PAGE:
19. I wouldn't personally place a number (1st, 2nd, 3rd, whatever) on a generation without giving it some serious thought, but all I can say for sure is that between 1982 and 1984, when I went to retail stores, toy stores and video game boutiques, I saw one section for Atari 2600 games, one section for ColecoVision games, and one section for Intellivision games (if I'm not mistaken, the Atari 5200 was never released in Canada, or at least never in Quebec). Those three consoles were very clearly in competition with one another on store shelves, and that, above any measure of technological advancement, is what makes me "lump" these consoles together into one "generation". By the time the NES arrived (and the SMS soon after), the Atari, ColecoVision and Intellivision were ancient history in terms of retail sales. You were lucky to find them in bargain bins by 1985. So since the NES/SMS did not really overlap with the 2600/Coleco/Inty, I see the NES/SMS as a different generation. Categorizing consoles solely around their technological architecture is not a good idea, IMHO, because at the time, computer technology was progressing by leaps and bounds in the public's eye. Just adding hardware-based scrolling (which in itself was a simple feature added to a graphic chip) in addition to having more ROM+RAM space to work with, made a world of difference in what a console could do during those early days of 8-bit video gaming. Remove hardware scrolling from the NES, and you'd essentially have a ColecoVision with more colors. Going from 8-bit to 16-bit was a clear generation leap, so technological architecture cannot be ignored, obviously. But from my point of view, the Atari 5200 and 7800 were more associated to the 2600/Coleco/Inty era than the NES/SMS era: As a kid, once you "tasted" Super Mario Bros or Mega Man, every console that came before the NES seemed outdated, if not totally obsolete.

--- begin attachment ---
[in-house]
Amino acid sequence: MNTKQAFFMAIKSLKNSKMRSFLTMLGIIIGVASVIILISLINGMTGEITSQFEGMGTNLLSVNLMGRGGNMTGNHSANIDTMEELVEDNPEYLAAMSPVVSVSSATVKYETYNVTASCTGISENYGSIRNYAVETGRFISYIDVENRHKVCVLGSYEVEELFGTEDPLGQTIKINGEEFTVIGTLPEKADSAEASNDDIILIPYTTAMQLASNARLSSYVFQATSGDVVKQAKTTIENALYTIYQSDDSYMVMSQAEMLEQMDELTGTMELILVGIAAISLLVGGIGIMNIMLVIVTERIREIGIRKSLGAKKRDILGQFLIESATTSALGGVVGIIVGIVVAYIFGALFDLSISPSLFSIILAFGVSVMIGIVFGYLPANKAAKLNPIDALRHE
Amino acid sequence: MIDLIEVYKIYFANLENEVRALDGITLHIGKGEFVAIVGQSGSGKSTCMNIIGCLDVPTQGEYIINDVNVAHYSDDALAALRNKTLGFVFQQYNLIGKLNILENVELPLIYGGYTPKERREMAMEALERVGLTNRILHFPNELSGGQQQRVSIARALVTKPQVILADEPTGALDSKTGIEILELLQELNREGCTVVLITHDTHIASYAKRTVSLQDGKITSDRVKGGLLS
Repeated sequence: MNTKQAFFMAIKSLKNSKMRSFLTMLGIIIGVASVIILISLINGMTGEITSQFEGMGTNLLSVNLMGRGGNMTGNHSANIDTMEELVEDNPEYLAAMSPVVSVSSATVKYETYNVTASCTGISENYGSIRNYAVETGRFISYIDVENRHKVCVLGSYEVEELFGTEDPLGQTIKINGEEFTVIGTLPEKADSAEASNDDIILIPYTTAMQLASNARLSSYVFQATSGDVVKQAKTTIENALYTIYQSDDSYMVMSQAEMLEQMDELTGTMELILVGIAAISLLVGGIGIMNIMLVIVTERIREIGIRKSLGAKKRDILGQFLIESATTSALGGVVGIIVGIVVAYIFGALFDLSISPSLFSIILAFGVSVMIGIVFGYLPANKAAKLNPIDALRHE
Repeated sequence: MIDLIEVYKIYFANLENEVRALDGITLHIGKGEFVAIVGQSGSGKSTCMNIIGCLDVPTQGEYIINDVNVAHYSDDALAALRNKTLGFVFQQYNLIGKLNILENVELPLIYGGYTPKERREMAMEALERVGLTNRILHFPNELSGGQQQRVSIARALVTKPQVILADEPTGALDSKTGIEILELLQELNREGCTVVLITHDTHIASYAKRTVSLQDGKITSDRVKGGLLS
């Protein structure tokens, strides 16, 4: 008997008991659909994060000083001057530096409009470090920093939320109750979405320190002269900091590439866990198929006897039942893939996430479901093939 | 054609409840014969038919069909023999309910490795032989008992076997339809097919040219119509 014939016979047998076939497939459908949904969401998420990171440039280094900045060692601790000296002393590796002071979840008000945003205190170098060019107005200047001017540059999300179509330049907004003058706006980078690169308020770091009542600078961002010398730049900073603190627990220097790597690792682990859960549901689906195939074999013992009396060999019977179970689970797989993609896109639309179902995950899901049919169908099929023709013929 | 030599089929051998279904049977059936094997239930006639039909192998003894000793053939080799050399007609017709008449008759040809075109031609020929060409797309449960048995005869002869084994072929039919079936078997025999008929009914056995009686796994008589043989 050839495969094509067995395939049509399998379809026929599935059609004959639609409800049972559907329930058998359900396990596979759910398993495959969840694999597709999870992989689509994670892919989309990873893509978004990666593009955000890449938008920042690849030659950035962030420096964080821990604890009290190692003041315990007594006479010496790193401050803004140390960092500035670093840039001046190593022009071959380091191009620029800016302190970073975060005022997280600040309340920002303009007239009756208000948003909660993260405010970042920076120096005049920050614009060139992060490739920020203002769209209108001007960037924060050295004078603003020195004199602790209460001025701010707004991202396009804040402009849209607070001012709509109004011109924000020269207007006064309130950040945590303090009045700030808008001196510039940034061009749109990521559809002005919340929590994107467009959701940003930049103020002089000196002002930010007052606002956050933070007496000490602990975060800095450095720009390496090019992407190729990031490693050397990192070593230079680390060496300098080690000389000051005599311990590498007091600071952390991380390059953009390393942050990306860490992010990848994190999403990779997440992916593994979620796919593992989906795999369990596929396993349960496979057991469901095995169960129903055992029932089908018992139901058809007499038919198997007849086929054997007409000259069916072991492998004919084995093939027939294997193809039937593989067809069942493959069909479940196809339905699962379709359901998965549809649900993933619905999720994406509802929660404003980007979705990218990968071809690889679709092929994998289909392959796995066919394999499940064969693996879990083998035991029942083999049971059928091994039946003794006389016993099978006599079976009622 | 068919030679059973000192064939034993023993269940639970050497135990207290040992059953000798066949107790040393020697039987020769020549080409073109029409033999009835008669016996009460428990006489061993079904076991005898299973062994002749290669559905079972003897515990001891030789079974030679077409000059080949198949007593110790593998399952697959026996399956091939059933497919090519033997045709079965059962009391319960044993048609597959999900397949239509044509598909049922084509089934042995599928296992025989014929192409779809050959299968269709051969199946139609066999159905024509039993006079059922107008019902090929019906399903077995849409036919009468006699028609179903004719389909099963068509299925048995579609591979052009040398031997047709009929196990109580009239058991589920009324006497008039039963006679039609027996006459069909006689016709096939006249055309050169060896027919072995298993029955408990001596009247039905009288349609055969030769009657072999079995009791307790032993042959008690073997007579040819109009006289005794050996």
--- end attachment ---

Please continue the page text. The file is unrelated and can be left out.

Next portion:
20. Most of the early titles are permanently sold out, while many of the latest can still be pre-ordered. In fact, right now I have a copy of The Stone of Wisdom and a copy of Stray Cat which are available and ready to ship. Anyway, anyone who is interested in Team Pixelboy titles should just contact me by e-mail at pixelboy at teampixelboy dot com for more information.
  21. Just have a look at some footage of the SG-1000 version on YouTube. That should give you an idea of what the game is like, since the CV version is a straight port.
  22. Zaxxon II, like all the other games of the Mystery Man Collection, is sold out. Or more precisely, all copies are now tied to pre-orders. Zaxxon II is a port of the SG-1000 version, which was originally called Zaxxon, but it had to be renamed for obvious reasons.
  23. You should realize that the odds of abandonning a project before its completion are much greater for an NES game that's proposed to reach the scope of commercial offerings (like 128K or more). That's what I like about the ColecoVision, as a publisher: 32K represents a sweet spot where any bedroom coder can make a good game in a reasonable amount of free time, assuming he/she has a good understanding of the hardware and some programming experience. Anything over 32K requires a lot more dedication to carry the project through to the end, and not many have the drive (and the free time) to do this. It should be noted that if you have access to a full IDE (Integrated Development Environment) with graphic editor, sound editor and whatnot, then making bigger games becomes a more manageable possibility, but it's not necessarily easier. You can still get bored of your own project and drop it when everything else in the universe seems more interesting than that last 20% of work you need to do to finish your game. EDIT: And don't get me started on team programming. That may work fine when people are paid to do their jobs, but homebrew teams break up and go their separate ways very easily.